Twenty-five years ago, the roadster was reborn.
One could argue that the roadster has always been in our consciousness. You look any small two-seat convertible and wonder if it had ever left our consciousness. To explain, what was once a common place in many communities – albeit foreign and strange to many eyes – had to be reconstituted to meet the stringent requirements for safety, emissions controls, and other safety and environmental caveats the modern world had thrown on the original roadster.
By 1970, Britain, Italy and Japan produced these prodigious little machines for our universe. The brands were familiar to car folks of every stripe: MG, Triumph, Datsun, Alfa Romeo, Fiat, Austin Healey, Lotus…they both warmed and broke our hearts as they buzzed by county roads. They were easily mismatched on urban freeways, but once they exited them, they simply came alive with pleasure – if only for a few moments.
Then, they became extinct on our shores. The nanny-ism of Federal laws and regulations made them fossils. Only the Alfa Romeo Spider remained – a body unchanged in decades, but attached with paeans to Federal law.
It feared that a generation of enthusiasts would never know what it was like to drive a MGB or a Triumph Spitfire through the rain. Nor would we see the enthusiasm extolled by owners of the Fiat 124 Spider or the Datsun 2000 roadster. Our cries for affordable fun without all the filters of nanny-ism fell of deaf ears.
That was until 1989, when the Mazda MX-5 Miata arrived at McCormick Place in Chicago to a waiting universe. If one thing was said on that day: The modern two-seat small roadster has returned.
The Miata was a departure from anything Mazda was making for its global markets. The roadster arrived when Mazda was trying to find itself between making a rotary-engine sports car, a series of front-drive models of various stripes, a pickup truck, and a minivan. Mazda always had a sporting streak, thanks to the innovative RX-7. To add a classic roadster to the mix may not be too far fetched for the time, but it was not an easy buy-in from the beginning.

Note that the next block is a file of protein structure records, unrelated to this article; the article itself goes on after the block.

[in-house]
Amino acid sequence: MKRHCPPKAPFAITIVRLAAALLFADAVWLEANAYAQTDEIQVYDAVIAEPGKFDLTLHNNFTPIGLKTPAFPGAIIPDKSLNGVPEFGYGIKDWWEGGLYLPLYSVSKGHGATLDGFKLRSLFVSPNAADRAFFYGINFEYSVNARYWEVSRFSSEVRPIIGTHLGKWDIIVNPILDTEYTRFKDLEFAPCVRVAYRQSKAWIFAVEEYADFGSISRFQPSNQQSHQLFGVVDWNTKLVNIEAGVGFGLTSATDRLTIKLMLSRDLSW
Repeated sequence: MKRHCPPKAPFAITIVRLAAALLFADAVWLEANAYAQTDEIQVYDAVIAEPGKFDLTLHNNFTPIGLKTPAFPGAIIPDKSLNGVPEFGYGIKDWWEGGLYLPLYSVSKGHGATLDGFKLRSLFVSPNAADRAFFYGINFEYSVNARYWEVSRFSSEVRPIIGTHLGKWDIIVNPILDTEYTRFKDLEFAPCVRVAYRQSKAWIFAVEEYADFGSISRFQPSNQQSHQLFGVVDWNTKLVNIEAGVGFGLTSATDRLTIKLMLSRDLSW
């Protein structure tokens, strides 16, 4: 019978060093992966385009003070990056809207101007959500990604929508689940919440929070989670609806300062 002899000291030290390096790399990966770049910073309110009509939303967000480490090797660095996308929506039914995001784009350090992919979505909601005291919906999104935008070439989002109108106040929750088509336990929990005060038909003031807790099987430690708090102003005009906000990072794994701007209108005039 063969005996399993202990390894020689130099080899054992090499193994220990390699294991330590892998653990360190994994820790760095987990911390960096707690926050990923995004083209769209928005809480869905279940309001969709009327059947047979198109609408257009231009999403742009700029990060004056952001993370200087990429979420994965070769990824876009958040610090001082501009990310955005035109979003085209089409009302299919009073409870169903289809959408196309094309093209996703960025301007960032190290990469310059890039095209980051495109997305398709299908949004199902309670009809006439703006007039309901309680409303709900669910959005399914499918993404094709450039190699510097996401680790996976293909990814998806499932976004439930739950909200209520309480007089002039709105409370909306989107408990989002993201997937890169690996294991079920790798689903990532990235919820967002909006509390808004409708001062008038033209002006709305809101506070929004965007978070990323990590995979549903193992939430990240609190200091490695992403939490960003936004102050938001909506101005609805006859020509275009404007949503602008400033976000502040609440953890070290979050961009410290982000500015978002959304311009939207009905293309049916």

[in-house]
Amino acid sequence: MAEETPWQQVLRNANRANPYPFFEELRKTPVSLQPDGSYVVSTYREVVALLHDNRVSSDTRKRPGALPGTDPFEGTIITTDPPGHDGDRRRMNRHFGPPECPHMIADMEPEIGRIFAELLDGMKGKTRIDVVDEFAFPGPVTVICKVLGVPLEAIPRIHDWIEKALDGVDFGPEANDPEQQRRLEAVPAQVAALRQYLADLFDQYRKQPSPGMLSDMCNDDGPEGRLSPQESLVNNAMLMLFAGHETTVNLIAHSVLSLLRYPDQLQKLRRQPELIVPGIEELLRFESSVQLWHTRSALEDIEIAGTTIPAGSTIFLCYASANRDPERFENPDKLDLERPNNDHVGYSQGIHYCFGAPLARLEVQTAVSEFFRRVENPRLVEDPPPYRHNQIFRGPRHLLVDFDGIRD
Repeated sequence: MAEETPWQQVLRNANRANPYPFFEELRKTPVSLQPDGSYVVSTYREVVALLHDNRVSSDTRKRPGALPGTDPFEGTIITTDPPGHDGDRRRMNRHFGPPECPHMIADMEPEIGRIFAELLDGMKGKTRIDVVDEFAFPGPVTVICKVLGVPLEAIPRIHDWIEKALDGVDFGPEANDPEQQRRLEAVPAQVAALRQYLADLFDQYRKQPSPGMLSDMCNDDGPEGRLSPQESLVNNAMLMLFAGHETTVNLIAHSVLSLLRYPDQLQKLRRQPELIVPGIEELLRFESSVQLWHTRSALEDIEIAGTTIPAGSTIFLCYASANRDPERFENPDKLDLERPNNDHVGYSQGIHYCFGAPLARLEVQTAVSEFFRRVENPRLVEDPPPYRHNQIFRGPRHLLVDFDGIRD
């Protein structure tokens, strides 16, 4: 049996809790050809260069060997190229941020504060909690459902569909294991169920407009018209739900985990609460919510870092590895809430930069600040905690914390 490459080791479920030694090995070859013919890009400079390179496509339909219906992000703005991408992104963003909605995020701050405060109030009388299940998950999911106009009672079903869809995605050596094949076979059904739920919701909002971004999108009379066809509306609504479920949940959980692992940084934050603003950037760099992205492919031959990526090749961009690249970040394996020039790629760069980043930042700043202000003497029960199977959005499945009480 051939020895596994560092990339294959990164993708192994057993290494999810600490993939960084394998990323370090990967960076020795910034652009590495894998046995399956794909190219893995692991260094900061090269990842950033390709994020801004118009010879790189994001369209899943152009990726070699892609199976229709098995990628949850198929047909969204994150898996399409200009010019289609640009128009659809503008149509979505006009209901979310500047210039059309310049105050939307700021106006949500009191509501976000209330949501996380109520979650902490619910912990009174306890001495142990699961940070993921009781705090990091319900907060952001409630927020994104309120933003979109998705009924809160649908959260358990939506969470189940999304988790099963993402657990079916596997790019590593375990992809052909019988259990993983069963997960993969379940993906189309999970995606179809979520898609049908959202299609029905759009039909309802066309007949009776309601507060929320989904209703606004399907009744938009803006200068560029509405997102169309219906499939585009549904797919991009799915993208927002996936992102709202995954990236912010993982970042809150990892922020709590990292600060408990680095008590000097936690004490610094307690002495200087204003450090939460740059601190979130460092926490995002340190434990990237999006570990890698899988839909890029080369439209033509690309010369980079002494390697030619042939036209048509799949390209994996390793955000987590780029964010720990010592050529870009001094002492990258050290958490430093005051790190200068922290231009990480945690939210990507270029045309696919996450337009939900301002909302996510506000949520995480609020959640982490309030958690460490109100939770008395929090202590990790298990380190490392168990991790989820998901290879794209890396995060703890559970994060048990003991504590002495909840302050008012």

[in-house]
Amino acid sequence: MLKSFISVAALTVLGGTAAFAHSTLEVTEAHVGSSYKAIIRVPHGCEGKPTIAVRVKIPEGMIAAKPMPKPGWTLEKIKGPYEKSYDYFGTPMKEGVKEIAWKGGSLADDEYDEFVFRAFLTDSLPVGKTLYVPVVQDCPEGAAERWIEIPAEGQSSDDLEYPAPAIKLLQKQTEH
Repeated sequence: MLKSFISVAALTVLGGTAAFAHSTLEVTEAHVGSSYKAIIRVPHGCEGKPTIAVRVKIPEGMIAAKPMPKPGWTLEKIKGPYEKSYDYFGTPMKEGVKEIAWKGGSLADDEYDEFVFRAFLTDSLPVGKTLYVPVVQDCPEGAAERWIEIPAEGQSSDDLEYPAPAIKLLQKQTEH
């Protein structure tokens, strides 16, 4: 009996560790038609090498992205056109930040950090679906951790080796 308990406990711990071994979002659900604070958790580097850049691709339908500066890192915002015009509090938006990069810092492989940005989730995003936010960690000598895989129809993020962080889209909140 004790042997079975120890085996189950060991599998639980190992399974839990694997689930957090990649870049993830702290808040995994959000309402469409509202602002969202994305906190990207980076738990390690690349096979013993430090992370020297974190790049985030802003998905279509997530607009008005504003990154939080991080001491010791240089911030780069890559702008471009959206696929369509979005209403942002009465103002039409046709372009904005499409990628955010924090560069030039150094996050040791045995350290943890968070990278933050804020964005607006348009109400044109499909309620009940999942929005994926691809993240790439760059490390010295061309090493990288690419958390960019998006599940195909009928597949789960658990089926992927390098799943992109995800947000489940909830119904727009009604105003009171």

Mazda hired Bob Hall into their product planning group in 1981. He came from Motor Trend and had a reputation for being an advocate for Japanese cars through his work and interactions with the OEMs. Hall came up with the idea of reintroducing the small roadster with modern elements as part of the package. He looked to MG and Triumph as inspirations for the new car.
Hall had a design team in California create such a car for Mazda's executives to see whether it could be built. By 1986, his team developed a car that served as a paean to these memorable roadsters, but with improved running gear, modern driving dynamics and a massive reduction in noise, vibration and harshness. Mazda approved the final vehicle and continued to work out the details. The output of this was the idea of "Jinba ittai" – "rider (and) horse as one body." To the general public, the new roadster earned the auspicious name of Mazda Experiment, project number 5 – MX-5. The roadster's nickname derived from the Old High German word for "reward" – Miata.